Poor gut health and dysbiosis have been linked to depression, migraines, eczema, IBS, SIBO, leaky gut, and more. If you suffer from these or other gut health issues, you may benefit from taking probiotic supplements. Here are 10 signs you need probiotics and which ones to take.
Probiotics have been defined as “live microrganisms which, when administered in adequate amounts, confer a health benefit on the host”. (1)
Our understanding of the role of probiotics – not only in gut health, but in many other areas – has grown exponentially in recent years, and new studies are published all the time revealing more areas of our health that benefit from these powerful organisms.
10 Signs You Need Probiotics
All of the following have been linked to dysbiosis (an imbalance of good and bad bacteria in the gut) and poor gut health, and studies show that all improve with probiotic supplements.
1. Gastrointestinal issues (Gas, Bloating, Diarrhea, Constipation, Dysbiosis, Leaky Gut, IBS, SIBO, Inflammatory Bowel Diseases like Crohn’s Disease and Ulcerative Colitis, Clostridium difficile) (2,3,22,23)
2. Overweight and related conditions such as high cholesterol and fatty liver (4-7, 25)
3. Depression or Anxiety (7,8)
4. Migraines (9a, 9b)
5. Urinary Tract Infections (11) or Recurring Yeast Infections (10)
6. Food allergies or sensitivities (12)
7. Skin issues, including eczema and other rashes (13,14), Acne or Rosacea (15)
8. Autoimmune Disease (21)
9. Autism or Autism Spectrum Disorders (16,17)
10. Recent Antiobitic Therapy (24)
In addition, many scientists, doctors, and nutrition experts (including myself) believe that simply living in today’s toxic and inflammatory world results in some amount of intestinal imbalance (dysbiosis) that may benefit from consumption of probiotic rich foods and/or probiotic supplementation, even if glaring symptoms like these aren’t present.
Note: This post contains affiliate links. By making purchases through these links, you pay the same amount for products, but a small portion of the sale will be sent my way to help support the mission of Back To The Book Nutrition. Thank you!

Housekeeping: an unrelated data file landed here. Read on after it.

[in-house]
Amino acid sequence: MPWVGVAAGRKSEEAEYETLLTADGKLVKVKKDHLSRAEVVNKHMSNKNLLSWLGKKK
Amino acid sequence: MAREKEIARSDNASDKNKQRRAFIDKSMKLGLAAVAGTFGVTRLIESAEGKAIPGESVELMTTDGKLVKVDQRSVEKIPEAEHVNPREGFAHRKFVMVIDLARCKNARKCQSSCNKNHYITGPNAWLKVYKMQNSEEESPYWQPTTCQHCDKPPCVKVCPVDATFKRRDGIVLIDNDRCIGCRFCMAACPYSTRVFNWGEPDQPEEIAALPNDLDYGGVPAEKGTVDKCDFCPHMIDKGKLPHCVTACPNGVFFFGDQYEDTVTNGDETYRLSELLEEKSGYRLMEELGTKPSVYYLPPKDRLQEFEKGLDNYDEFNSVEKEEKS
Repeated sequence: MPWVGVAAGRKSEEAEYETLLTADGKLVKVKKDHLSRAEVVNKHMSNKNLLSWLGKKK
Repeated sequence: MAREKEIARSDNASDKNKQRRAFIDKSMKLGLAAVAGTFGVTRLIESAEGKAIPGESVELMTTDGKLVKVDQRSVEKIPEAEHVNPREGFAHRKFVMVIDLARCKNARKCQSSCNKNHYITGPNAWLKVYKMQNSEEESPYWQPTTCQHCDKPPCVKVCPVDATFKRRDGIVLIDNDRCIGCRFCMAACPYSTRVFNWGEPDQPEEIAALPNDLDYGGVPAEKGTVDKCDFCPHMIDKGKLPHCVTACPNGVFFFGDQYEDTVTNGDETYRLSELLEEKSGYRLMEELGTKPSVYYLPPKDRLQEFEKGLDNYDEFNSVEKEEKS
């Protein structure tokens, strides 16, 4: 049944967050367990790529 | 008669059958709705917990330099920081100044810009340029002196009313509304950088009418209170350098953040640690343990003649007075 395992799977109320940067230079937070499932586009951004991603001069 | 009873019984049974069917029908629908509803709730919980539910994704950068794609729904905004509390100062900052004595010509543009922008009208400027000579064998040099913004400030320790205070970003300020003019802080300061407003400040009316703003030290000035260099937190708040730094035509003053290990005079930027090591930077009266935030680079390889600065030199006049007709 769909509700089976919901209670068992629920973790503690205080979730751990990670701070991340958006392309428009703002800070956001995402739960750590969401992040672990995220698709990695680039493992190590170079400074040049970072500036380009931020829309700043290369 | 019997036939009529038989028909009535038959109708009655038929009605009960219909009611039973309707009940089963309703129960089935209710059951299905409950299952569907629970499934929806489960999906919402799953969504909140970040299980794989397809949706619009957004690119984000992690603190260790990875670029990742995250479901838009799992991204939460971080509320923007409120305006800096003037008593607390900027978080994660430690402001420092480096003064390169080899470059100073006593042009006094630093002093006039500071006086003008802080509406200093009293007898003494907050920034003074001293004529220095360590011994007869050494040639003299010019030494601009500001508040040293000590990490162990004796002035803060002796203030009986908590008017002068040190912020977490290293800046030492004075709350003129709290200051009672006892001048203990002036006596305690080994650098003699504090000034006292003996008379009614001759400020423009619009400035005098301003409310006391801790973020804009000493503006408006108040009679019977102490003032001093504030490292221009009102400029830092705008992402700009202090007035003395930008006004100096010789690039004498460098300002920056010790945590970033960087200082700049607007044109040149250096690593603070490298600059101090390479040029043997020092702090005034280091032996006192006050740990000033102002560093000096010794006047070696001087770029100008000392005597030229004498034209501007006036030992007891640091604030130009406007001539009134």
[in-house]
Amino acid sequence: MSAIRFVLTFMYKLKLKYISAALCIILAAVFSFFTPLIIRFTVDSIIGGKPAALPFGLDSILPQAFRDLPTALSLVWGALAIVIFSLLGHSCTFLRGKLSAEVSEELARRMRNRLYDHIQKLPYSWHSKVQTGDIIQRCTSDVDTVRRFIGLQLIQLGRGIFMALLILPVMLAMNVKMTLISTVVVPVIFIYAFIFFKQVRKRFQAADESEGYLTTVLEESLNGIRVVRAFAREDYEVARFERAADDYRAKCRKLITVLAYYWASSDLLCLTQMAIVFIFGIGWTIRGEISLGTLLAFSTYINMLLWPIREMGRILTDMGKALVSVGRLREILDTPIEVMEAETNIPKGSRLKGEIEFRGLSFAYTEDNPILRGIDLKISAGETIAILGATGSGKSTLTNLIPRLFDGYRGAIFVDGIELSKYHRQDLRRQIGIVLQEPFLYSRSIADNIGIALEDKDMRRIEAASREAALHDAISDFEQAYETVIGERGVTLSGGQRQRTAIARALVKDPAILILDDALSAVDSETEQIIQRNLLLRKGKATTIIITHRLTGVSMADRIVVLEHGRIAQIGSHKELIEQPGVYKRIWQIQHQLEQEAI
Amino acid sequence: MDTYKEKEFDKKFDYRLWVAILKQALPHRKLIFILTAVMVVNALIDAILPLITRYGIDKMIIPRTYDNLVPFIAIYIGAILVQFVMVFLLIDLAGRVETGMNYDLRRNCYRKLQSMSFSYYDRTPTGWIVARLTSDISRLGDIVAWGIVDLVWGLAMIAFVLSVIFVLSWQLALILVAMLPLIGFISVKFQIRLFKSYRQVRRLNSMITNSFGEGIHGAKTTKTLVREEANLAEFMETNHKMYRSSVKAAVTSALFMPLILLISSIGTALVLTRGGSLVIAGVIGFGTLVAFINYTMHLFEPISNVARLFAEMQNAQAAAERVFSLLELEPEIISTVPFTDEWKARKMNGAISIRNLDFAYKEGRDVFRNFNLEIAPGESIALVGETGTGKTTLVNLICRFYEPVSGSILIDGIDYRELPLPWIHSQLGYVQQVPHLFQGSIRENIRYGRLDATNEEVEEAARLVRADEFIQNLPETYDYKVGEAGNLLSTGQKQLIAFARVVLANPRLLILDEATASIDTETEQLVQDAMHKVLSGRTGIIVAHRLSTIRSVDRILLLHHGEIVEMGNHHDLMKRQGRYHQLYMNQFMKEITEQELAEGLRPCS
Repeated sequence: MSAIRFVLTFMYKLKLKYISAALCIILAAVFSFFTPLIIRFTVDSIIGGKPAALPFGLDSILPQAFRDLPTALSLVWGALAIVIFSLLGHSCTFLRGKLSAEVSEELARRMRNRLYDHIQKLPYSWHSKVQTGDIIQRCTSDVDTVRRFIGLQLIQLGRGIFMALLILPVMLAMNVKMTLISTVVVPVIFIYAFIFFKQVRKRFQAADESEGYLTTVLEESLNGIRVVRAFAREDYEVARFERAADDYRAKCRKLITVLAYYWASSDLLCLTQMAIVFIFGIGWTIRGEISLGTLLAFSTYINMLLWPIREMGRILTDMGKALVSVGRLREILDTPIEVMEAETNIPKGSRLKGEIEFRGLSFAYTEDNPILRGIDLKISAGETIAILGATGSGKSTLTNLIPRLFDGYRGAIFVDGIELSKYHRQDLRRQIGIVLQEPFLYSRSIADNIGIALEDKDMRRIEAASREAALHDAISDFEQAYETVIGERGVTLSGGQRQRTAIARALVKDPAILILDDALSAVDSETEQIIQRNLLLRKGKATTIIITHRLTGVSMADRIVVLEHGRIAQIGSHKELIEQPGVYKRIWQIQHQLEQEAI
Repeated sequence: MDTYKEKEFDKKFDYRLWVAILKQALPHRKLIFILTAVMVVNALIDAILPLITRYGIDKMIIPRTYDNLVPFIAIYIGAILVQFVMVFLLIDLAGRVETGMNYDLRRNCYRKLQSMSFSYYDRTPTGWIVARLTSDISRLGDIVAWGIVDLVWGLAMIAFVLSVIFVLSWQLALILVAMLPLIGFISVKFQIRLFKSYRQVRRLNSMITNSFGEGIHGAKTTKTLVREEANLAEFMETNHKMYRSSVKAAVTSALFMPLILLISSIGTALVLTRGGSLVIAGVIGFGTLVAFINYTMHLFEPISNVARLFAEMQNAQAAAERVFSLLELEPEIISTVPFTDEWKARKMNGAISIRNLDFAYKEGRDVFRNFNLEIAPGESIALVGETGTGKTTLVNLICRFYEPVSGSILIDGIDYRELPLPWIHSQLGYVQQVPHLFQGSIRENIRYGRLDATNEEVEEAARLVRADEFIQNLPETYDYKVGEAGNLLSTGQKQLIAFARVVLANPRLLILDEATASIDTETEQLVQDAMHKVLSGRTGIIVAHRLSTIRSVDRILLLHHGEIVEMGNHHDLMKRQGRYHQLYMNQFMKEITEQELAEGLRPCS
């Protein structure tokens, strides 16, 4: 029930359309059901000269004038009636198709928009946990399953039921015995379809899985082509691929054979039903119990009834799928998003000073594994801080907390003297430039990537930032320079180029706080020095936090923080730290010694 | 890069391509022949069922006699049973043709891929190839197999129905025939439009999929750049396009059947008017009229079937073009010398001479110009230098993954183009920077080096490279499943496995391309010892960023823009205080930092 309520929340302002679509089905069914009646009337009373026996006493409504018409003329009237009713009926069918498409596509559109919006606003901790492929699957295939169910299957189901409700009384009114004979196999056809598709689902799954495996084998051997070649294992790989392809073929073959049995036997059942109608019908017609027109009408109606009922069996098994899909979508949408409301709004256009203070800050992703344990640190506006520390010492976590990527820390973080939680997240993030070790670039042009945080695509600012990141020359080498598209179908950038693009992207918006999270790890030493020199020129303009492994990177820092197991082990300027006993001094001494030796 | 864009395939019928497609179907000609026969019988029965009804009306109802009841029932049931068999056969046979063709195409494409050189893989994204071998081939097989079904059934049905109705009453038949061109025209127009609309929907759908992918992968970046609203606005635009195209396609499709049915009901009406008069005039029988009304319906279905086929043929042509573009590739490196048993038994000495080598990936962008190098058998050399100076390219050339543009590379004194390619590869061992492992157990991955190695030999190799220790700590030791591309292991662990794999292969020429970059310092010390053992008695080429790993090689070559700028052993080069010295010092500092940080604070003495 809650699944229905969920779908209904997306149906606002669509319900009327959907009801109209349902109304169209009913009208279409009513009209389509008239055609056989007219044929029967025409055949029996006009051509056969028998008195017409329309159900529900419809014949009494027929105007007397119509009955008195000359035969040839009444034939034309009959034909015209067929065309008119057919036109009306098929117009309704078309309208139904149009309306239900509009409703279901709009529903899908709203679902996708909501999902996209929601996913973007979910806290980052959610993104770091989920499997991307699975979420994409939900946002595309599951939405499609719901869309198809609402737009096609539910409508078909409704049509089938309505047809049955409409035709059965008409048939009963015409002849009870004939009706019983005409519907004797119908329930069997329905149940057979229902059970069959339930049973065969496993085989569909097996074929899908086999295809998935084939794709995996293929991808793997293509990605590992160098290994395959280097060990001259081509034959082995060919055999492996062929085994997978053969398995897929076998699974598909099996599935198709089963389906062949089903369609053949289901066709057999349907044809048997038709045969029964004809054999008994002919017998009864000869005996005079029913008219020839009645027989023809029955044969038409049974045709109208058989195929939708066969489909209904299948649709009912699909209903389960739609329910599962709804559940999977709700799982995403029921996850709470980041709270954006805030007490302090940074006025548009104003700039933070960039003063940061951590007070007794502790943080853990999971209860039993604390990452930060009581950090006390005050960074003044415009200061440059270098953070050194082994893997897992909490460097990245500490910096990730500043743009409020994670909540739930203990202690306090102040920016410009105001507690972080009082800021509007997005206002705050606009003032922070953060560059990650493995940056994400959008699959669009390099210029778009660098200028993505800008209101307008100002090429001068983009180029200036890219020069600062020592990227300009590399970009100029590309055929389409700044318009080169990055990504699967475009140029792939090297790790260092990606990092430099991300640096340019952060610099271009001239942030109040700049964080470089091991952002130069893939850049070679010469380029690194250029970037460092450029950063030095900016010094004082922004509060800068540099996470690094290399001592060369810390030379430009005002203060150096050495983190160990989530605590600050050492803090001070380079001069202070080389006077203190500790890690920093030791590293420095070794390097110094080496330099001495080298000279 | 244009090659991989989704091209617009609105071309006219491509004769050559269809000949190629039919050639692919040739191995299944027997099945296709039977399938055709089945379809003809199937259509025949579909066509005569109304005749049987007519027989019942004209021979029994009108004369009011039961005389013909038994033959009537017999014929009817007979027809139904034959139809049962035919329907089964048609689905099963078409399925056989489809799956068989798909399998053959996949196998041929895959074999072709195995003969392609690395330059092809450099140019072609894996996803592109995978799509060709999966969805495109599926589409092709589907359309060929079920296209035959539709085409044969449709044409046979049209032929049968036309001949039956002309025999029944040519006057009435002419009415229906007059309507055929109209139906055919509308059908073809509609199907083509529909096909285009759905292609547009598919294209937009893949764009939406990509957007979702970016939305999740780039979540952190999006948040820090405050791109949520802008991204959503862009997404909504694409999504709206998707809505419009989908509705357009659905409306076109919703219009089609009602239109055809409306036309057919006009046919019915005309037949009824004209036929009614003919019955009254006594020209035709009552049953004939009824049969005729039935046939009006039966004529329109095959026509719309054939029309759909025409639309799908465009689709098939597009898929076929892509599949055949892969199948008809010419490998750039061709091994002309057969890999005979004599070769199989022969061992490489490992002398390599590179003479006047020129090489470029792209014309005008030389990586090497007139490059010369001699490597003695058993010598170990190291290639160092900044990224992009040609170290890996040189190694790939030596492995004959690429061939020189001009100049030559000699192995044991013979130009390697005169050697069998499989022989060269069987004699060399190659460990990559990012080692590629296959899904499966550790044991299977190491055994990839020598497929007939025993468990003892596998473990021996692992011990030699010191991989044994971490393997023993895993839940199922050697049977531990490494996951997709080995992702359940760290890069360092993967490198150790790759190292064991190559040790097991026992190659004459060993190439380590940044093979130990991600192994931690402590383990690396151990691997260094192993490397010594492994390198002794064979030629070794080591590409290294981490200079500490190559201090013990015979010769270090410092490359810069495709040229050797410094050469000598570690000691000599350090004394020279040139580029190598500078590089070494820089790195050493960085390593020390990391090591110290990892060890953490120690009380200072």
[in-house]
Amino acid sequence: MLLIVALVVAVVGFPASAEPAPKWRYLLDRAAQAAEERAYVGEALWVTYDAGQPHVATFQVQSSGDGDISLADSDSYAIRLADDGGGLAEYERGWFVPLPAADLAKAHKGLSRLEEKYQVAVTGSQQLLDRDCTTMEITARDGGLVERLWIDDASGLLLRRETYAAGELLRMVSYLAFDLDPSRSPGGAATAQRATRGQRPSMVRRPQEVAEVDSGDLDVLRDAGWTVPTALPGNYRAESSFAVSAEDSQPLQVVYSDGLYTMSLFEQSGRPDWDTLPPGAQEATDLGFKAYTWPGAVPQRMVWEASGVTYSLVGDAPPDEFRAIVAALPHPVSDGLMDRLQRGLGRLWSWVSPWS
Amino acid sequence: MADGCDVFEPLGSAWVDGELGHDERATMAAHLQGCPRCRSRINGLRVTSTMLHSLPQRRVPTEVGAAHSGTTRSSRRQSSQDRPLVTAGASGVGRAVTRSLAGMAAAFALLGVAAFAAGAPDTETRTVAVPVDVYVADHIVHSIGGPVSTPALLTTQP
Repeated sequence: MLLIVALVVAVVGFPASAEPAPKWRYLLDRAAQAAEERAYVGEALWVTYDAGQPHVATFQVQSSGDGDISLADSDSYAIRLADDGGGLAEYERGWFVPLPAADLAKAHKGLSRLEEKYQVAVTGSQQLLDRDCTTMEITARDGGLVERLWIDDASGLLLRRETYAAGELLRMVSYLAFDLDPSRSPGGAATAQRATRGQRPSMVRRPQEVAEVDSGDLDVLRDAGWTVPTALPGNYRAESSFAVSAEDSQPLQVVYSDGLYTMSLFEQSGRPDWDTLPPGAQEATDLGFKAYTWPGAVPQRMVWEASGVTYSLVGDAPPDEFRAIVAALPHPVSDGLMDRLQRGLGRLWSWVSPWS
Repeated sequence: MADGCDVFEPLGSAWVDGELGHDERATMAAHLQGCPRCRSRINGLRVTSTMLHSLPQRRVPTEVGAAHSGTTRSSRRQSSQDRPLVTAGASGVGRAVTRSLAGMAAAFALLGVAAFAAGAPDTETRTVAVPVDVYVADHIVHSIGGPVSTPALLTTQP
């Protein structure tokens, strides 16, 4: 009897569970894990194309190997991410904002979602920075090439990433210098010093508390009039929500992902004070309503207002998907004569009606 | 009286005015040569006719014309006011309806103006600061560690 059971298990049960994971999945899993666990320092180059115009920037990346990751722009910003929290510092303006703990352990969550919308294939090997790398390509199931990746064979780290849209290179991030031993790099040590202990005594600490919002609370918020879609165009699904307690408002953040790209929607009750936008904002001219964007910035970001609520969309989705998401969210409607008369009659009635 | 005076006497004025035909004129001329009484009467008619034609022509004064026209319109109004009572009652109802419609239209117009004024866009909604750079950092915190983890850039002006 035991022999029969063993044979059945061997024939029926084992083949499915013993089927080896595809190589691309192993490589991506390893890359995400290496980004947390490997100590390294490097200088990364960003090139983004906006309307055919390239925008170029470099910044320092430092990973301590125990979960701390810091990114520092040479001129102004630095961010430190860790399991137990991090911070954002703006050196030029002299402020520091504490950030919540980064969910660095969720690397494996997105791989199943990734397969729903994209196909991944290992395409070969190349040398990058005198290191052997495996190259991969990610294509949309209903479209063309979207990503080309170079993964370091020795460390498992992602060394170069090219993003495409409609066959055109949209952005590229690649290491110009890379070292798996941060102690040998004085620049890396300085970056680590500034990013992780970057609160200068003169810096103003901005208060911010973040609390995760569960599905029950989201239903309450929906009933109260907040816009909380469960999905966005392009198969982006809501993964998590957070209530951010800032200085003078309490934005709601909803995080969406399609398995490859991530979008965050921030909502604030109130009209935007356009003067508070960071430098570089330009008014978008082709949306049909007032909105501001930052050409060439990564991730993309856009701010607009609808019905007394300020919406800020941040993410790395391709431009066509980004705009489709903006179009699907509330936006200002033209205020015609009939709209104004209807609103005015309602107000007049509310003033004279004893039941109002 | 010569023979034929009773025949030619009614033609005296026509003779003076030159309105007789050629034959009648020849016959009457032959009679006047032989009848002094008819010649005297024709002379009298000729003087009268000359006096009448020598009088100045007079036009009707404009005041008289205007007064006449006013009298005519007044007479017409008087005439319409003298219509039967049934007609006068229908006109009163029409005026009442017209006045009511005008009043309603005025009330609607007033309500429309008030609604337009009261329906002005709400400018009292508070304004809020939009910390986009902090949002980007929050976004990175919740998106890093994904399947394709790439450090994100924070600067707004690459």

Which Probiotics To Take
There are a lot of choices when it comes to probiotic supplements. There are three main types of probiotics to consider with some overlap in how they work, but some unique features as well, and more research being published all the time to help us understand what each of them do and when to take them.
1. Lactobacillus/Bifidobacter based probiotics
- Most common and most well studied type of probiotics
- Don’t colonize the gut, but do offer transient benefits as they pass through
- Shown to benefit most of the conditions above
Preferred Brands: Multi-Bio Max Probiotic capsules; Klaire Labs Ther-Biotic Complete Powder (available on Fullscript)
2. Spore Forming Probiotics
- Also called “Soil Based Organisms” (though they exist naturally in both the soil and in the human GI tract)
- Include Bacillus organisms
- May colonize in the gut
- Assist with immune function
- May help repair leaky gut
- Can help relieve diarrhea
- Can help relieve IBS symptoms
Preferred Brands: MegaSporeBiotic; Just Thrive Probiotic
3. Saccharomyces boulardii
- Beneficial yeasts
- Help relieve diarrhea
Preferred Brands: Klaire Labs Saccharomyces boulardii capsules or powder (Available on Fullscript)
Check out this Ultimate Guide to Probiotics for even more details about the best probiotic supplements!
Disclaimer: Information on this site is intended only for informational purposes and is not a substitute for medical advice. Always consult with a trusted healthcare provider before implementing significant dietary change. Read additional disclaimer info here.
1. Sanders, 2008. Clin Infect Dis.
2. Ducrotte, et al., 2012. World J Gastroenterol.
3. Guglielmetti, et al., 2011. Aliment Pharmacol Ther.
4. Brown, et al., 2012. Nutrients.
5. Teixeira, et al., et al., Clin Nutr.
6. Sanchez, et al., 2014. Br J Nutr.
7. Messaoudi, et al., 2011. Br J Nutr.
8. Rao, et al., 2009. Gut Pathogens.